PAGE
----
She said a bad day is when I lie in the bed and I think of things that might have been ~ Paul Simon & Art Garfunkel
Fun race yesterday in Boulder. I didn’t have a lot of expectations going in and that turned out to be a good thing as the weather didn’t really cooperate to produce anything resembling a fast run. I had a good time, however, and that is what matters.
Got up early to jam down to the race. It was just above 20°F and snowing when I arrived at the venue. It snowed about 6″ overnight as well making for interesting racing conditions. I jogged up to the Balch Field House on the CU campus to pick up my race pack and warm up a little before my wave started at 8:00.
The ColderBolder race features staged starting based on one’s BolderBoulder finish time. Since I had a marginal BB (see the full report here), I was able to line up with the 00:40-00:42 group. I have been looking for event staging of this type in hopes of really being able to participate in a “race” rather than just running for time. Sadly, this was not to be for me given the conditions (I really didn’t want to end up in a pile of broken Stus along the course) and the fact that the field was packed with fast XC kids (at least 5 of the 9 people who eventually bested me in this race were under 17). Guessing that most of these guys were 5K or shorter specialists who fade at longer events. And really, I am just the opposite so who am I to talk about sandbagging?
I spun some laps in the field house, donned my sexy trashbag and made my way to the start. I ran into a couple of people I know at the start, did a few strides on the very slick streets and generally formed thoughts of “let’s get this show on the road before my nuts freeze off” while waiting for the gun. As volunteers were still setting up the start banner, the starter announced, “30-seconds”. We lined up on the mat and were soon greeted by the starter’s pistol and were off.
As typically the case, there was an early surge and a quick gap formed. I was left in no-man’s-land for a moment until I decided to try to muscle up to the frontrunners. Just as I caught onto the tail of the lead group, we headed downhill and moved from the street to the sidewalk. At this point, there was another surge up front and I fell back, not wanting to go out quite that quickly and in fear of a fall on the slick surface. In the first major turn of the race (about 1/4 mile in), someone did fall in front of me. I came to a near stop to avoid him, asked if he was ok (he was) and we continued on our way – albeit further detached from the lead group.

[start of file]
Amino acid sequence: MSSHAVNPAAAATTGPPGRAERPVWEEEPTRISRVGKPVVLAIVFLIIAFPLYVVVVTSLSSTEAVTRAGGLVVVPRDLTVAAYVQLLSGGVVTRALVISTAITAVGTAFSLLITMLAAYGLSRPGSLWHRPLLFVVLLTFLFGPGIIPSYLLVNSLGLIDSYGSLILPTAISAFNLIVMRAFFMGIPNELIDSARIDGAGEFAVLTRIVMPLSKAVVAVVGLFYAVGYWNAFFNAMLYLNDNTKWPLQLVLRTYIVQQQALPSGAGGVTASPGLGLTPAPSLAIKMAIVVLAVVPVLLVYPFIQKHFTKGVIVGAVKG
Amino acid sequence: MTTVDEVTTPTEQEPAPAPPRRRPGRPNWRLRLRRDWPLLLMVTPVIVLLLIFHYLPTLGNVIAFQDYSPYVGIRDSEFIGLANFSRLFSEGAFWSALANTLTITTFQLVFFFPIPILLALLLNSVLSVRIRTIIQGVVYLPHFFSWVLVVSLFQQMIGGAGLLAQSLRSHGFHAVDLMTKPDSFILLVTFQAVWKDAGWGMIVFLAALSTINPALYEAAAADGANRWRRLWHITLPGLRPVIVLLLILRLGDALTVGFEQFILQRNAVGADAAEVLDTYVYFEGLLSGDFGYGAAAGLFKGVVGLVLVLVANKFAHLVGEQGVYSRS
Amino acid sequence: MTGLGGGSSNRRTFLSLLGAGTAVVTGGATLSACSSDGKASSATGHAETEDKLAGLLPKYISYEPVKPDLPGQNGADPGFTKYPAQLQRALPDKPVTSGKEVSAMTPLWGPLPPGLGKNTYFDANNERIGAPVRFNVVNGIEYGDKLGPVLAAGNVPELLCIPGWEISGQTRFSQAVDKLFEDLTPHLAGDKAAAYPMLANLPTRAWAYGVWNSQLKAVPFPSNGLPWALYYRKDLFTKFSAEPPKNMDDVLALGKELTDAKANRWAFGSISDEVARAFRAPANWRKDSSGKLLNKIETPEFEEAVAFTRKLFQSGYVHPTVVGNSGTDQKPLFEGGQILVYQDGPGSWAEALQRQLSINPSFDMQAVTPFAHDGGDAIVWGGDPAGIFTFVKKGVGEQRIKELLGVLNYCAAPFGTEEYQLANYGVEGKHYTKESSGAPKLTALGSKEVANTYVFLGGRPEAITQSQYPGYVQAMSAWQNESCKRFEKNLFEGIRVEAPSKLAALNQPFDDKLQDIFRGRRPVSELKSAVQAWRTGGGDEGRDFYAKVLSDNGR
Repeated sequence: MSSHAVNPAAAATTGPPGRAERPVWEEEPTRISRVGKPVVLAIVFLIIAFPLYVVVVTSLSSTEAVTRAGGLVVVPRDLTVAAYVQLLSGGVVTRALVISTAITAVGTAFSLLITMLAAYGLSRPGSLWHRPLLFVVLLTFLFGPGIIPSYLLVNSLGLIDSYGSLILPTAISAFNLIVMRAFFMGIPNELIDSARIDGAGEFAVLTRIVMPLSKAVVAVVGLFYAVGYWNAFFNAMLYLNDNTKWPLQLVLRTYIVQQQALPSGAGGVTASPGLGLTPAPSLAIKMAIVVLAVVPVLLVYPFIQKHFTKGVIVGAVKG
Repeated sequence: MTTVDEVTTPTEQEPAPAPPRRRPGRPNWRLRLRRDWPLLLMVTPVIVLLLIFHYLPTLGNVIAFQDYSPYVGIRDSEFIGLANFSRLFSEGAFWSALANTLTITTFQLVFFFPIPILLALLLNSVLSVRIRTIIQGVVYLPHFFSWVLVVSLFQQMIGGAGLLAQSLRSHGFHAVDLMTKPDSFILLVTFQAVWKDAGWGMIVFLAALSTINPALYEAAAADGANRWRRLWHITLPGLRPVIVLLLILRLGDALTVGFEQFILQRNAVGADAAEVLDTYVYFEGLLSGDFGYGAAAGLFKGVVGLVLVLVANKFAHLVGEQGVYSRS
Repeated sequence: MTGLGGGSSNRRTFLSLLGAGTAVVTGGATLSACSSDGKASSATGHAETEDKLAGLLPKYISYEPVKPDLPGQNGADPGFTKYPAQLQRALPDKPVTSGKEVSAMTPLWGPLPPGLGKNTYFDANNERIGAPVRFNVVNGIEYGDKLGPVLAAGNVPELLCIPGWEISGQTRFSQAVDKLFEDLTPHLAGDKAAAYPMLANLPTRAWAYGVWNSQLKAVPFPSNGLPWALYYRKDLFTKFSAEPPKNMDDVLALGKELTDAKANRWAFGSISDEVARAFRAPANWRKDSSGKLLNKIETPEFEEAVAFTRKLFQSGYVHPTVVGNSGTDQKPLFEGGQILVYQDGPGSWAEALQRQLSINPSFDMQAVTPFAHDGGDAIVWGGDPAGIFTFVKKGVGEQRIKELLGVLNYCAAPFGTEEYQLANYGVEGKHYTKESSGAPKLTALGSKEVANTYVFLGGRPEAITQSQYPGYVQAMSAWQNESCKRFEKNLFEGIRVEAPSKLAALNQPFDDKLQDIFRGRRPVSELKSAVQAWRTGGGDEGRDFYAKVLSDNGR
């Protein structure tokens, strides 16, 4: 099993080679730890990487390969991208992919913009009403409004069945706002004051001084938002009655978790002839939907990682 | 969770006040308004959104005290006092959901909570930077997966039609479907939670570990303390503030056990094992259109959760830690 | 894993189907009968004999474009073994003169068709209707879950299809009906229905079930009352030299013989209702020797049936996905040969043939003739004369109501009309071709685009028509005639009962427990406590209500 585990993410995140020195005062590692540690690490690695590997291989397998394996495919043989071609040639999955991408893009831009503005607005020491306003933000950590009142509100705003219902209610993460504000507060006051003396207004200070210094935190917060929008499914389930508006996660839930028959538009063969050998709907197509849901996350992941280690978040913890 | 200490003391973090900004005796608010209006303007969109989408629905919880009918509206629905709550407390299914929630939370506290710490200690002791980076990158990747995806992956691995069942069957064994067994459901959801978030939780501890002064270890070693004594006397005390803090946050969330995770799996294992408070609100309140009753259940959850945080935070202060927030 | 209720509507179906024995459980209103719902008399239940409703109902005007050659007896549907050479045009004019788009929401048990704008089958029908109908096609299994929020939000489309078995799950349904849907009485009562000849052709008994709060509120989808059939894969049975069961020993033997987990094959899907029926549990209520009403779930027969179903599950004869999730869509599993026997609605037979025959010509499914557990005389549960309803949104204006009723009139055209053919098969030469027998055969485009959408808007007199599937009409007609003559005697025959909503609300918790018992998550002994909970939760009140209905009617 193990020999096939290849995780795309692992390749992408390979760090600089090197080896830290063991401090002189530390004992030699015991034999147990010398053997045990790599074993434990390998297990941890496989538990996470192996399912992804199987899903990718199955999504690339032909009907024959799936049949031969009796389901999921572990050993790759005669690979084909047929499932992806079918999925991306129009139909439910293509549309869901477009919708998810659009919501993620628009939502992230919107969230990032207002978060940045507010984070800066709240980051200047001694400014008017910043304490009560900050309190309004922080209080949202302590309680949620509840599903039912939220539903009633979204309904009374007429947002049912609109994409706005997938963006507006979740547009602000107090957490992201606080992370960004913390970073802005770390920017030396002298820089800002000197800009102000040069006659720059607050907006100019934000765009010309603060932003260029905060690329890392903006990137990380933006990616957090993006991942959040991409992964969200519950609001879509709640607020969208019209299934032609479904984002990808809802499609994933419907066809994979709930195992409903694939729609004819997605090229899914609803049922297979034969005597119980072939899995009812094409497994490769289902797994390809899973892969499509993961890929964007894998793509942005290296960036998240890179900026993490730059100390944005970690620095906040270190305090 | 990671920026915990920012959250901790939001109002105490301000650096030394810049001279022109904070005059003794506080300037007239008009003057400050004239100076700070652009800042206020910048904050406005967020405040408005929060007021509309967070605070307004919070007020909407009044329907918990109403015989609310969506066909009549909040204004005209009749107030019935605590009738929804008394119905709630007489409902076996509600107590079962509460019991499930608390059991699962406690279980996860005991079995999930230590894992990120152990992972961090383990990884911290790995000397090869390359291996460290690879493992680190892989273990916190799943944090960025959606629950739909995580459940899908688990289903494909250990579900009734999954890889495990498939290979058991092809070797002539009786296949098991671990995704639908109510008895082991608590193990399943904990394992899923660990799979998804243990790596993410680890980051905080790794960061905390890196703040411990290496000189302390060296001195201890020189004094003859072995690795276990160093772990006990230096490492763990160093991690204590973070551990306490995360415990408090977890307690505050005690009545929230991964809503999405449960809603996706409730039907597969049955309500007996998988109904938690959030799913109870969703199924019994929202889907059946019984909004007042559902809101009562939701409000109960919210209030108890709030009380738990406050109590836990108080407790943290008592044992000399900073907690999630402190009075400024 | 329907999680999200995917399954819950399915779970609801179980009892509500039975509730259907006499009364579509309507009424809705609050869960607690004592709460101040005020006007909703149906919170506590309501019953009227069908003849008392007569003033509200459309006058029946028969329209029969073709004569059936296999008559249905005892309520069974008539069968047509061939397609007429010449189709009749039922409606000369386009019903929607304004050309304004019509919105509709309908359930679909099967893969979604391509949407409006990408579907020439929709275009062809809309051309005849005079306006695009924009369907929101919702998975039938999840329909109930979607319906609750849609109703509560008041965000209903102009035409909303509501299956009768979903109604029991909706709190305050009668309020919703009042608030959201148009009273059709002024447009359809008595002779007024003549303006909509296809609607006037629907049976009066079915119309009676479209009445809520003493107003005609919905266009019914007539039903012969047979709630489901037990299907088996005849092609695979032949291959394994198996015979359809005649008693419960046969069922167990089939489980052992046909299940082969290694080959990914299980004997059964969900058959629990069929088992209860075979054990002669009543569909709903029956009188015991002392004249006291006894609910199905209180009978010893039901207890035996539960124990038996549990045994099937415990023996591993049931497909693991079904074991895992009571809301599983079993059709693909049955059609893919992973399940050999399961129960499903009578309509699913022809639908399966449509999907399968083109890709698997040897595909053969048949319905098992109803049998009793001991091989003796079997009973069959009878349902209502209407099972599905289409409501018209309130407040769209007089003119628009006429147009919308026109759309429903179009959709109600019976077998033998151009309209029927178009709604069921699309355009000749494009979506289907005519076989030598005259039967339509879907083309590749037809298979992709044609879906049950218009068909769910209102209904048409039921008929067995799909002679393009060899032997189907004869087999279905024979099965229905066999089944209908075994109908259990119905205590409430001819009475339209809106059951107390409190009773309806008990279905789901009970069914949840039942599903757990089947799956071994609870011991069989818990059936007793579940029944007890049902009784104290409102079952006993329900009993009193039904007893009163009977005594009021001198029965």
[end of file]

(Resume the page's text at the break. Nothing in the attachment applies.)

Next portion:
I settled in with two other runners for a bit and just focused on good form and figuring out how to translate my new “active-push-off-style” stride to less-than-favorable surface conditions. We ran past the amphitheater, Kittredge Field, and made our way back toward Broadway. At this point, one of the other runners (and, coincidentally, a client’s husband) made a small move I was unable to cover and put about 5 meters on me. We headed back toward the start line and I noticed a police car in the race course. “No biggie,” I thought, and angled to go in front of it. Apparently, this was not in the cop’s plan, however, and he gunned it, cutting me off. Second complete stop of the race. Good times.
So now it was down to me and another runner as we made our way back to the Broadway bike path. I passed him shortly after the turn and quickly put in a good effort to gap him a bit. I ran down Broadway to University, navigated the last super-sketchy turn of the race (another near stop) and then headed back through campus for the final stretch. At this point, the 9th place runner was a bit too far ahead to catch so I focused on finishing strongly with good form. I wound my way through the final 1/2 mile, made one last slow turn back into Balch and then surged to the line in 20:30 and 10th place.
Given that this was only my second 5K and the deplorable conditions, I was pretty happy with this result. Post-race, I met the guy I passed on Broadway (Sean Wetstine) and coincidentally, we follow each other on Twitter, which was amusing. I packed up my stuff and then jogged back to my car to complete the experience. It was great to get out and run even if the weather was crappy. Beats not running any day.